Benefits 'handouts': A different perspective

A worrying trend in 'benefits figures published today' media stories would have you believe there are millions living the high life on the welfare state. According to the Telegraph on Monday, there are 2 million people who have unquestioningly received 'handouts for decades'. This figure is the number of disabled people who have an indefinite award of Disability Living Allowance (DLA).

Over 18,000 people with Parkinson's receive DLA. This is far from a 'handout' - it's a lifeline, a modest but essential payment to support the added cost of a serious disability. And most people with Parkinson's quite rightly receive an indefinite award. For what sense is there – especially in cost to valuable public funds - in constantly reassessing someone whose condition is certain to only progress?

But that's just what the Government is proposing to do.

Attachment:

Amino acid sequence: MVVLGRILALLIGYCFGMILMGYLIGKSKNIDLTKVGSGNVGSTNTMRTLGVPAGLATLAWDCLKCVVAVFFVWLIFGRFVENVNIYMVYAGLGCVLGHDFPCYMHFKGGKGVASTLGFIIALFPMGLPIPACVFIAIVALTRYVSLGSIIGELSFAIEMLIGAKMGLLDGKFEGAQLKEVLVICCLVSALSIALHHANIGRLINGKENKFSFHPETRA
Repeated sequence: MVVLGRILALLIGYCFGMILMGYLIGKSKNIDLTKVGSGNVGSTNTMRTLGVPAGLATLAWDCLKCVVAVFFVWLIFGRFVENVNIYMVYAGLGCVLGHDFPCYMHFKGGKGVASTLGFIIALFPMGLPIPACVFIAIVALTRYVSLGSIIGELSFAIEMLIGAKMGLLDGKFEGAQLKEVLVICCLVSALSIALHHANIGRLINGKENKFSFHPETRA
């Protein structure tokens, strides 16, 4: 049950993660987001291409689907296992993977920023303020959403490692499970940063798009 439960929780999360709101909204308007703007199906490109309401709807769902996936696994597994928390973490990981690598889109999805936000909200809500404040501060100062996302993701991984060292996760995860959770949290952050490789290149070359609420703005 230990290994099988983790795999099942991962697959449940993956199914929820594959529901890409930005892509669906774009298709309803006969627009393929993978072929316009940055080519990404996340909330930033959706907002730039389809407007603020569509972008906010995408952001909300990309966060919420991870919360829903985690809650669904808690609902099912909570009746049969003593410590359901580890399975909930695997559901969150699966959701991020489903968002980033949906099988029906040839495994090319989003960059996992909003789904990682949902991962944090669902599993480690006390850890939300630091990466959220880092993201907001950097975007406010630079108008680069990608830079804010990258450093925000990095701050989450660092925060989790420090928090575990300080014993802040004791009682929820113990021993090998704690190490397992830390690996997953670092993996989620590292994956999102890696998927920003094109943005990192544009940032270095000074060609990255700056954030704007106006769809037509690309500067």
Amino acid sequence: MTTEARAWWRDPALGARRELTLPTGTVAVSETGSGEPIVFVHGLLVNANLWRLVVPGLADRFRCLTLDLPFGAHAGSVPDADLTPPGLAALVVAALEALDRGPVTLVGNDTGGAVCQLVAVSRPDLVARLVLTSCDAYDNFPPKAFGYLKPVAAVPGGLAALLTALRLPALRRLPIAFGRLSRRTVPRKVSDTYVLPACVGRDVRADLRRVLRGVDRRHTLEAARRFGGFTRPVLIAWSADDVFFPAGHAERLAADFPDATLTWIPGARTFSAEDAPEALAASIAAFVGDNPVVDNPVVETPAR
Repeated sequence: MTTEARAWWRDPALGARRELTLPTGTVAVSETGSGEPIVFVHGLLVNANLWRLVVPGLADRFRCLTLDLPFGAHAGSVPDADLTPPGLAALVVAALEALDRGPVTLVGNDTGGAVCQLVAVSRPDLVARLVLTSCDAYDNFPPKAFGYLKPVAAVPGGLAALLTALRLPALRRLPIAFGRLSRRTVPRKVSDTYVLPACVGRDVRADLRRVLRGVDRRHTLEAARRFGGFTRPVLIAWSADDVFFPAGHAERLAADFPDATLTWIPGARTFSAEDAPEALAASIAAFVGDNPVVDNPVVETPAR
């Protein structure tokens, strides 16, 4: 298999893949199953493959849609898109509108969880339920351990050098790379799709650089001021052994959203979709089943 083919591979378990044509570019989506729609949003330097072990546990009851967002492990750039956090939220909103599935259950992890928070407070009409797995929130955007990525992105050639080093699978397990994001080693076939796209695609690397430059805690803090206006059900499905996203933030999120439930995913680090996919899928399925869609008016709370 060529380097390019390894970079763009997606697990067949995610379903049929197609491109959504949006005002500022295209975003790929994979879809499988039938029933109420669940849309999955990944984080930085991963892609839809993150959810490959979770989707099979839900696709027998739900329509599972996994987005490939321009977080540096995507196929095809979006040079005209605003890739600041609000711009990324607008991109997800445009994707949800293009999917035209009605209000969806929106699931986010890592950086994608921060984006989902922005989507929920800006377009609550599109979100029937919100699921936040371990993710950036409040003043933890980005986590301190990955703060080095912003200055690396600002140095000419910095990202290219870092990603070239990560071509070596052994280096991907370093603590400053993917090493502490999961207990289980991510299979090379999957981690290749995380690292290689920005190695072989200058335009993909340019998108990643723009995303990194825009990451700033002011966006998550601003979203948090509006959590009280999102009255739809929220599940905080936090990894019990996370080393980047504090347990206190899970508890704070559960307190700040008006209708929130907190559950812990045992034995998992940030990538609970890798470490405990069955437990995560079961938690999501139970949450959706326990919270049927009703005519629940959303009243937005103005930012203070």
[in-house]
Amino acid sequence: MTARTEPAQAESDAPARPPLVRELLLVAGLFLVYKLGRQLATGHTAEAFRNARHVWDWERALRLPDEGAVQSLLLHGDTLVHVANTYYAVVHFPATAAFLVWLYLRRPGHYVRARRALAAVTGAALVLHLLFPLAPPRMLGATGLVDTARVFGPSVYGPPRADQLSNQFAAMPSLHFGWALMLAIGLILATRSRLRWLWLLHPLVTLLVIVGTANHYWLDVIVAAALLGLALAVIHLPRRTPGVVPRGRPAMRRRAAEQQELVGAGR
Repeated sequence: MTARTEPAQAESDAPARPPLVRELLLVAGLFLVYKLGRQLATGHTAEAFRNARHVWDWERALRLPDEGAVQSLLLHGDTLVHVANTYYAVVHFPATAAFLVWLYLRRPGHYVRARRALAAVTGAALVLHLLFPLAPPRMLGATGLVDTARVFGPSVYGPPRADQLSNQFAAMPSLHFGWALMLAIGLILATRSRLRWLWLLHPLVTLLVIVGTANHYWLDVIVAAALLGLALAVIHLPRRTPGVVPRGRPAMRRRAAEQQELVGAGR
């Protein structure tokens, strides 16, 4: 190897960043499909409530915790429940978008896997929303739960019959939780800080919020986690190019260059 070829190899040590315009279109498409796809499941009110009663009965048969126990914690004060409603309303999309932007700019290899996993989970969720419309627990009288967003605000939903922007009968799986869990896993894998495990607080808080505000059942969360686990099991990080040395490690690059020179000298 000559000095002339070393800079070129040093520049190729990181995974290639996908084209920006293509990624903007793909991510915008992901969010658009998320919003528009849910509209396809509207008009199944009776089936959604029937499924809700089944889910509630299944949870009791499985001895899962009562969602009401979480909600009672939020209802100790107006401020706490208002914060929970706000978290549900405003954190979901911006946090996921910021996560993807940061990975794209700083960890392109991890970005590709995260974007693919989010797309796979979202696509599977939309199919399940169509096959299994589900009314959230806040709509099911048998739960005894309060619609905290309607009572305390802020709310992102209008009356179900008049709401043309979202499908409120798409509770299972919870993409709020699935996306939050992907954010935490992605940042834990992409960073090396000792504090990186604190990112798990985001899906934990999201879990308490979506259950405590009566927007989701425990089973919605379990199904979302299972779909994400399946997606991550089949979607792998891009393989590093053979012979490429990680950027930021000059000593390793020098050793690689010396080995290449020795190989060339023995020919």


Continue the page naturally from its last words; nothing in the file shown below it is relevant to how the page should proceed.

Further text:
Meanwhile, work to reassess 1.5 million people on Incapacity Benefit began this week, with claims that 500,000 people 'on sick' are really fit to work. The implication: that half a million are playing the system.

But 'fitness to work' is being assessed by a test so blunt and inadequate that people with some of the severest forms of Parkinson's are being told to get a job. This sort of reporting is not just inaccurate but causes great anxiety for people with Parkinson's.

Join us and others to give the media and Government a reality check. Visit The Hardest Hit website to register for the London protest on 11 May or find out how to protest online.

If you need advice on benefits, contact our helpline for confidential advice and support on 0808 800 0303 or email

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